One promising pilot from Yum Brands’ burgeoning Yum Innovation function is a partnership with Columbia University to test the effectiveness and safety of far-UVC light technology to inactivate viruses.

The partnership between Yum and the Columbia team led by Dr. David Brenner, director of the Center for Radiological Research at the university’s Vagelos College of Physicians and Surgeons, includes ongoing research and testing of far-UVC lighting technology in a real-world restaurant environment.

“COVID has us looking for ways to keep our stores safer and that is why we became involved in this first-of-its-kind research with Columbia to test far-UVC–to move it out of the lab and into the store, but in a controlled setting,” said Joe Park, vice president of Innovation at Yum Brands. The pilot could take up to a year and will take place in a Taco Bell restaurant during non-operating hours.

The wait should be plenty worth it here. Research from Zogby Analytics finds that 39% of consumers have avoided dining indoors because of air quality fears. Still, customer safety is just one piece of the puzzle for Yum Brands, which includes a global network of 1.5 million essential employees working in restaurants.

“This is as much about team member safety as it is about customer safety. If we can build a safe environment, that will be incredible,” said Gavin Felder, Yum’s chief strategy officer.

A number of restaurants have turned to ultraviolet light devices to kill viruses, from Alexandria Restaurant Partners in Virginia to Magnolia Bakery in New York City to BambooAsia in San Francisco. James Marsden, former head of food safety at Chipotle and former White House advisor, told Forbes in March that ultraviolet light has been well-documented and “creates a very effective anti-microbial which kills viruses on contact.” Yum Brands Is Adding Disruptive Technologies Across Its Global Restaurant System. Here’s How
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Columbia’s researchers released a study in May showing that germicidal UV can inactivate SARS-CoV-2, or the virus that causes COVID-19. Prior to Brenner’s study, there was a high likelihood that germicidal UV could fight COVID-19, but no proven research.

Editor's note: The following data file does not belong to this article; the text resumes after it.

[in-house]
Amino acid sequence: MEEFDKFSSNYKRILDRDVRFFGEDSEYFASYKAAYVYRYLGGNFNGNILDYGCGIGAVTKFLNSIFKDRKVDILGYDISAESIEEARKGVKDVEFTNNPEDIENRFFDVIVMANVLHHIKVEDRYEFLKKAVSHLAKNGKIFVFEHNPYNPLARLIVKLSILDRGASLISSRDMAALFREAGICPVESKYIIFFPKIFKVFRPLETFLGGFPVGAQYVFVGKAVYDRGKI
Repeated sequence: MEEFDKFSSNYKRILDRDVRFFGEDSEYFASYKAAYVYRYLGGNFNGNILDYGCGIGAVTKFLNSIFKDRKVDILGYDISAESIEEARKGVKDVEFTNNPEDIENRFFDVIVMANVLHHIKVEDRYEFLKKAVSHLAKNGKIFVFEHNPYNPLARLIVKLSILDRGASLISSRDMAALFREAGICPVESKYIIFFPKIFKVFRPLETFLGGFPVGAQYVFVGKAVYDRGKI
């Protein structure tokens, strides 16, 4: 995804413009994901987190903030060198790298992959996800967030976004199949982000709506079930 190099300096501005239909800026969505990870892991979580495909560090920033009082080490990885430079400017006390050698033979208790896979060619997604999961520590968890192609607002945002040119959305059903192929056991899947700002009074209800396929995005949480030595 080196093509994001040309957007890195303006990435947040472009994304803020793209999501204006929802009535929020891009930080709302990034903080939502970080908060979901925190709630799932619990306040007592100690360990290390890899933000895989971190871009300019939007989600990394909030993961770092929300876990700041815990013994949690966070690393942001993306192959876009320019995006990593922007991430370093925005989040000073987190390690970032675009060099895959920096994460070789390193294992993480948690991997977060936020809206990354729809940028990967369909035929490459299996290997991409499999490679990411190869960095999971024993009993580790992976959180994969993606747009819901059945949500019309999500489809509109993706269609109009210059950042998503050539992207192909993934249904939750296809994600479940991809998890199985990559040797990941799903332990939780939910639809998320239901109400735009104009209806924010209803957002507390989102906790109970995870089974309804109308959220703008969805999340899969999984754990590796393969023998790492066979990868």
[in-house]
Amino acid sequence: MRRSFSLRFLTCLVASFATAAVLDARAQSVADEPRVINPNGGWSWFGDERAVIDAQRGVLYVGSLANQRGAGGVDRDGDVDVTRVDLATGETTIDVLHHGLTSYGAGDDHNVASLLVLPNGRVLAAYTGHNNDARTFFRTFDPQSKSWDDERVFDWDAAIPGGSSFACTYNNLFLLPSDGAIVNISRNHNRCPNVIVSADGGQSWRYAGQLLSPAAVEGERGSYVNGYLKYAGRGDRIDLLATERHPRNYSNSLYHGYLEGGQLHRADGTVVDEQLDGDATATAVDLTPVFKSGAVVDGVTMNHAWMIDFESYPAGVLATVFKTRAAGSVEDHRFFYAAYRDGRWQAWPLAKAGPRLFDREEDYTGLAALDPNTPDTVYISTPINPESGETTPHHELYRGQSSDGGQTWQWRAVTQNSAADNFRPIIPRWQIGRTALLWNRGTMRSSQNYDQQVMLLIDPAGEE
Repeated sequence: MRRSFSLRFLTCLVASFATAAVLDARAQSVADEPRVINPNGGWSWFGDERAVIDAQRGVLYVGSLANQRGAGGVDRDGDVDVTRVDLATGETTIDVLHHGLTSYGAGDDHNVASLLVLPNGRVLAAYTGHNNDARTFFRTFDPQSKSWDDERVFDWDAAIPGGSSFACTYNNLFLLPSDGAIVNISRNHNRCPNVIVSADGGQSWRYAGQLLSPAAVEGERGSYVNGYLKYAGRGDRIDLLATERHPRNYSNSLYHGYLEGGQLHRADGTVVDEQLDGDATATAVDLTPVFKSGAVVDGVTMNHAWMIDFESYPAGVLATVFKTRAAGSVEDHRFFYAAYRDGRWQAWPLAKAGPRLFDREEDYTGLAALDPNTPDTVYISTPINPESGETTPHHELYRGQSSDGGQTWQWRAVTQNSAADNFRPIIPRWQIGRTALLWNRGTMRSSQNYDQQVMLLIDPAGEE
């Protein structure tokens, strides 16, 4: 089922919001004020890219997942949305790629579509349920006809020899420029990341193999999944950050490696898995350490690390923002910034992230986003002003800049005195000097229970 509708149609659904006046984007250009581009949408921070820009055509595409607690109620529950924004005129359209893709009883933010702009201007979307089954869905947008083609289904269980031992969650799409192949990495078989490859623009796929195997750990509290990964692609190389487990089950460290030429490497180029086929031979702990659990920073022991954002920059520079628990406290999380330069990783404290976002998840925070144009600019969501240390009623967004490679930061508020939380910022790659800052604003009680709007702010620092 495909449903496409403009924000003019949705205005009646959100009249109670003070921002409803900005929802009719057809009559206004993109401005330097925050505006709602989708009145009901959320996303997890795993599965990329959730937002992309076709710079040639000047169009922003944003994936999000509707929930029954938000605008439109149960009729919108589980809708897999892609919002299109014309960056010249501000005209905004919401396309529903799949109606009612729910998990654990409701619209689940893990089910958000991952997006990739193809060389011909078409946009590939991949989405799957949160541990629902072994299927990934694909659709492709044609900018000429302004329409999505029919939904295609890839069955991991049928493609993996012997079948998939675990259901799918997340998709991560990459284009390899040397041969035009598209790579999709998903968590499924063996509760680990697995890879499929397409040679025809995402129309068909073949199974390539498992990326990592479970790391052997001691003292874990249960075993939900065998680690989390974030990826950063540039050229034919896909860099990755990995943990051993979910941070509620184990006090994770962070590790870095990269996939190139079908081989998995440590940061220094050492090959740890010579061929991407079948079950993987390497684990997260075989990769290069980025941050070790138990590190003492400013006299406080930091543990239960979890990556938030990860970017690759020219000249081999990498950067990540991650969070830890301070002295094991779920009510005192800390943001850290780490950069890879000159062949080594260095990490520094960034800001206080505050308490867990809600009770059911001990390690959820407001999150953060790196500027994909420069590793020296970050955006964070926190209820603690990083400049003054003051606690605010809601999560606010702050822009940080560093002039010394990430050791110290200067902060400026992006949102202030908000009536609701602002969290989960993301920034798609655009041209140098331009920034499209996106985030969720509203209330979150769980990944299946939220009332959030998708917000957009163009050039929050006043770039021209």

Still, implementing such a solution isn’t cheap. Restaurant Business reported that Silver Diner restaurants have spent about $25,000 per restaurant, or $500,000 across its entire footprint, to deploy a UVC light system, for example.

Here’s where Yum’s massive scale could make a difference if the Columbia partnership yields success.

The team is looking specifically at far-UVC technology, which differs a bit from UVC in that it uses a lower range of wavelengths for disinfection and is safer. However, testing for far-UVC has been more limited than UVC. COVID-19 has shifted that to an all-hands-on-deck approach and Yum’s Columbia partnership could accelerate its applicability even more.

“We know others are looking at UV. Ours is different because it doesn’t harm human eyes, skin or tissue. It kills 99.9% of viruses in the air. We would love to scale this if the economics work,” Park said. “We’re hopeful the research with Dr. Brenner and his team will provide us with a better understanding around the effectiveness of this promising, technology-centric solution and how it could be operationalized in a restaurant environment in the future.”